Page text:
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The secrets of an ancient synagogue, dating from around the 3rd to 6th century CE, were discovered completely by accident near Kibbutz Maoz Haim.
In 1974, during construction work on an army post west of the kibbutz, Avshalom Yaakovi, a founder of the kibbutz and specialist on the Land of Israel, discerned a mosaic floor, partly buried under the dirt, depicting what looked to him like a menora (traditional Jewish candelabra).
Construction work was stopped, and the Antiquities Authority arrived at the kibbutz. Excavations uncoverd an ancient synagogue.
Underneath the remains of a Bedouin cemetery, built on the ruins of an old Arab village, a Jewish town from the third century was found. The synagogue, constructed during the latter part of the century, served the Jewish community there for over 300 years, and was destroyed, along with the rest of the the town, in a large fire which broke out during the Arab occupation of the land.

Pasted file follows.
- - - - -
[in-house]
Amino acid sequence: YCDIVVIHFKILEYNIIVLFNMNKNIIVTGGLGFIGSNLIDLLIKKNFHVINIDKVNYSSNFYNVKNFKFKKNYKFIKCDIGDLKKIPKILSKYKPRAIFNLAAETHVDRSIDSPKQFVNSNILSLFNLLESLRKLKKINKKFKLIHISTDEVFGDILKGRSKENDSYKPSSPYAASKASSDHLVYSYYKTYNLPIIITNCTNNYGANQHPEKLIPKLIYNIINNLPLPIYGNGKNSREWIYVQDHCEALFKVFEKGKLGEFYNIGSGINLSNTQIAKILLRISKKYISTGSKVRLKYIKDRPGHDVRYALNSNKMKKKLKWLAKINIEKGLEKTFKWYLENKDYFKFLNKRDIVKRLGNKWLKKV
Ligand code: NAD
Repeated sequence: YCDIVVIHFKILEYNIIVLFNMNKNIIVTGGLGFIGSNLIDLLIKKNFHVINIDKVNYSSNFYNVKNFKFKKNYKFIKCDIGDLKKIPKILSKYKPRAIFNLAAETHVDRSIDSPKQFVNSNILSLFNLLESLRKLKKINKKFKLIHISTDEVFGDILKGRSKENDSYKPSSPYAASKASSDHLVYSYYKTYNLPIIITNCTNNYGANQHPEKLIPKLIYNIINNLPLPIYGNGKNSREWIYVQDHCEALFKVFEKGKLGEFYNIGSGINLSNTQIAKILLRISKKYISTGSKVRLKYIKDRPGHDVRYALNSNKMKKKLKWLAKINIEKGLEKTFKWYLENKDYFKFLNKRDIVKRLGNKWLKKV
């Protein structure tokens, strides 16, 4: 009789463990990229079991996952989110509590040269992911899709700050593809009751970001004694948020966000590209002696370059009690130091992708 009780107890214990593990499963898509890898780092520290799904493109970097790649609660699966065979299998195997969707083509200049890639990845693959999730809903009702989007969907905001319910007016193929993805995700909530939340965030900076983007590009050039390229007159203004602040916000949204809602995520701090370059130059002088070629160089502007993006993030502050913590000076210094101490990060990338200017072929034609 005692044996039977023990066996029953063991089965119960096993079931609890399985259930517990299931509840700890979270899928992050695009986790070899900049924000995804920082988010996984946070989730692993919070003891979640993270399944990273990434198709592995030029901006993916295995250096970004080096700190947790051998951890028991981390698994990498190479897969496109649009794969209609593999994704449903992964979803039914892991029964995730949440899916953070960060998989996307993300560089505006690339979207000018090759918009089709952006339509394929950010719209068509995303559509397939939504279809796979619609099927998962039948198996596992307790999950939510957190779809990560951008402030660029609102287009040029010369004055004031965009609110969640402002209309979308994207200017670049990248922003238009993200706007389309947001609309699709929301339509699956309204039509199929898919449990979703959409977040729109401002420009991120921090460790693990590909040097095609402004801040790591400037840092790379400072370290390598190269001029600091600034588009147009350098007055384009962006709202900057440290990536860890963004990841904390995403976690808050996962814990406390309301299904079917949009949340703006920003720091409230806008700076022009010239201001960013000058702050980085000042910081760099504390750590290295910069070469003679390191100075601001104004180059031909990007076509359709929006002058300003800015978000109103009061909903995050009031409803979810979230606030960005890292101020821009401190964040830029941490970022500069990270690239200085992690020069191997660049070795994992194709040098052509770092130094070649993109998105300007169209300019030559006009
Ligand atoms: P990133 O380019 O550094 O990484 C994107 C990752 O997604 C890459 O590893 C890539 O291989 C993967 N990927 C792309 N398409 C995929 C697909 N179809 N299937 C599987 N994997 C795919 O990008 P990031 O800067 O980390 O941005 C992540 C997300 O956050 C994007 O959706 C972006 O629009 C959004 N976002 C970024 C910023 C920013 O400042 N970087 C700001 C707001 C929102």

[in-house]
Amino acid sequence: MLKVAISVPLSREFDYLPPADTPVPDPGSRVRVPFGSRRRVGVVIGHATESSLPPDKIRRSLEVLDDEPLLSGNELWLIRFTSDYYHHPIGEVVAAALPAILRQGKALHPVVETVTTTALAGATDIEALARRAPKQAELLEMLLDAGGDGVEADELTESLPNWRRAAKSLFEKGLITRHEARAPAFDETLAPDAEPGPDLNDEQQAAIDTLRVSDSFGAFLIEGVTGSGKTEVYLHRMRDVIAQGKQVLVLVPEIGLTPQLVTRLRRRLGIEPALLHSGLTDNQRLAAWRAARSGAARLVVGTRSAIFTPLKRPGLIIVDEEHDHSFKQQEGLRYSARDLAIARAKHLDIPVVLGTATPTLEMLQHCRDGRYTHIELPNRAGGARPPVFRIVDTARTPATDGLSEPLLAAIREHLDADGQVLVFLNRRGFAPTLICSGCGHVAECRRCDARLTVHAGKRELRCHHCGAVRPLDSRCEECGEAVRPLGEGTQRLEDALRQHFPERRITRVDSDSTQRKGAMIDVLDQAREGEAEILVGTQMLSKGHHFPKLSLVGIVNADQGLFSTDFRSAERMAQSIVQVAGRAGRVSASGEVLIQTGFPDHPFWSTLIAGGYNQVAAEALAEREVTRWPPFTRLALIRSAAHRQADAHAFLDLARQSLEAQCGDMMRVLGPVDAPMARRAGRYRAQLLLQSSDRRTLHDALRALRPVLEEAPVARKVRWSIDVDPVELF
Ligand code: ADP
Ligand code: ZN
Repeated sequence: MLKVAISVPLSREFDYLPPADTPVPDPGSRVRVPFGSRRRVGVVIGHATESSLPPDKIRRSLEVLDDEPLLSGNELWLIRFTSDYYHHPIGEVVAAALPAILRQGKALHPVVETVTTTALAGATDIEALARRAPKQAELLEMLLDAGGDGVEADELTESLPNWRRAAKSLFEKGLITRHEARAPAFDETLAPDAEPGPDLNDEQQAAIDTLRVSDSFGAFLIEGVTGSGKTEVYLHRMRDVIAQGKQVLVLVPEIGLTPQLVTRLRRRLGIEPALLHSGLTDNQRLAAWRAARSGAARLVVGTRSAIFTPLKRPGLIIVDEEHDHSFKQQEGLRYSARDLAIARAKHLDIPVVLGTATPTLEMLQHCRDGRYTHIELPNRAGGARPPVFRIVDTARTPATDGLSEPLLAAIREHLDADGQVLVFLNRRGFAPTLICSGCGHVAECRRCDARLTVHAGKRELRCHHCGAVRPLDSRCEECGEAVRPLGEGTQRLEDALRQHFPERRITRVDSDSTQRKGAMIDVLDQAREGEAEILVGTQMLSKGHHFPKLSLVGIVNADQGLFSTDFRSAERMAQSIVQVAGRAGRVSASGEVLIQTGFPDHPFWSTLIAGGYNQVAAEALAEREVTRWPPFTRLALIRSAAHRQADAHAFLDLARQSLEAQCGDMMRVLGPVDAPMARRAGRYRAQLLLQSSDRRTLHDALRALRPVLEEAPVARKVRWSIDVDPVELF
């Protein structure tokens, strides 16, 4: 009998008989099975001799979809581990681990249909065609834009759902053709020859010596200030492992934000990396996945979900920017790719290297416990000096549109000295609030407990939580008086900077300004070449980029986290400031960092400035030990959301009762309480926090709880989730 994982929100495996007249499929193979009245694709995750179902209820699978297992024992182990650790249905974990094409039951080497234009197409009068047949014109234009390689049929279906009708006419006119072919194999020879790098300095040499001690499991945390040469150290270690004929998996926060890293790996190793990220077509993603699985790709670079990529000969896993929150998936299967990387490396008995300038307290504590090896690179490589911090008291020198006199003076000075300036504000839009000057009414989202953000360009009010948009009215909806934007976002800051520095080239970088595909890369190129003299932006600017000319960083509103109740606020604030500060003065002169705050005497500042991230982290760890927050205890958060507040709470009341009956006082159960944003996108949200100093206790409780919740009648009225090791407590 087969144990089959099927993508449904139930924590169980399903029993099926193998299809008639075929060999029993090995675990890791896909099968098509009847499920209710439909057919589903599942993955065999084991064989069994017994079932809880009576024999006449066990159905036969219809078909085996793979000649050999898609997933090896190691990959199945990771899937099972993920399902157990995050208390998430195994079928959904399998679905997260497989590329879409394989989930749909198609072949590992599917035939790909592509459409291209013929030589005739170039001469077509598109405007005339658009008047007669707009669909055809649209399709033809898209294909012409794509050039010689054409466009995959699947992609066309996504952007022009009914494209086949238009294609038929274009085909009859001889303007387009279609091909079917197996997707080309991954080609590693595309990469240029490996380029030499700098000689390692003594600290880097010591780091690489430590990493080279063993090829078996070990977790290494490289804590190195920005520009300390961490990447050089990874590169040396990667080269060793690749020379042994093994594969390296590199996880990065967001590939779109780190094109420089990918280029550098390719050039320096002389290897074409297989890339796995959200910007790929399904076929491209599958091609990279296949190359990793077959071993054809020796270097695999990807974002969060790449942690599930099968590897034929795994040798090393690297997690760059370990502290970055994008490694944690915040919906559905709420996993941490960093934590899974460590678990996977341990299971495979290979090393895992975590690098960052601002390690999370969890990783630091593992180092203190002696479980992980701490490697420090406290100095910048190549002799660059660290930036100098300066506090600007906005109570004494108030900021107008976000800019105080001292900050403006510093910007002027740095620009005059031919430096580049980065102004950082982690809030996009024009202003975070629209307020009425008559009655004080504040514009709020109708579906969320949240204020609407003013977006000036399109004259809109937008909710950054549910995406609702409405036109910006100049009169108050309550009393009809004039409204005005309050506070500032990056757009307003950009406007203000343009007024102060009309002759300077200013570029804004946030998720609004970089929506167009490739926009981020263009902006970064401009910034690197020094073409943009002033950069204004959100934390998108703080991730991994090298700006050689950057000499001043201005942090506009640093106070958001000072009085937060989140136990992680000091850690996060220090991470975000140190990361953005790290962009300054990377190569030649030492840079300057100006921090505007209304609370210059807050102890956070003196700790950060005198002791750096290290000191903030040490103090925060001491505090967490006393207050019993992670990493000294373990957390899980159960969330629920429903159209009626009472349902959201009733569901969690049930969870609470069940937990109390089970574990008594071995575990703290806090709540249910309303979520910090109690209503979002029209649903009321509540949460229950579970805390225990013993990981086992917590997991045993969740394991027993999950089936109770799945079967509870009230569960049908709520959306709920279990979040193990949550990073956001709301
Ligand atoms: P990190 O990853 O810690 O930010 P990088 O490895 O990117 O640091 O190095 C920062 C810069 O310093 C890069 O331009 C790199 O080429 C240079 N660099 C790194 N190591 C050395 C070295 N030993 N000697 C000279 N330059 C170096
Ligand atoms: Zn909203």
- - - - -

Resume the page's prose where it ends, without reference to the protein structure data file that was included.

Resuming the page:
According to signs found in the area, the Jewish town was called Bala, and the Bedouins too kept that name.
The synagogue was constructed during three periods. It was first built as a simple structure, and as circumstances improved in the Jewish community, the synagogue was renovated in the basilica style. It faced Jerusalem, and a wonderful mosaic floor including images of a bird, grapes, and a yellow fruit (apparently a citron) are displayed.
Travelers are invited to visit the site. Please call ahead of your visit: Avshalom, 04-6064642
Reproduced with permission: Ynet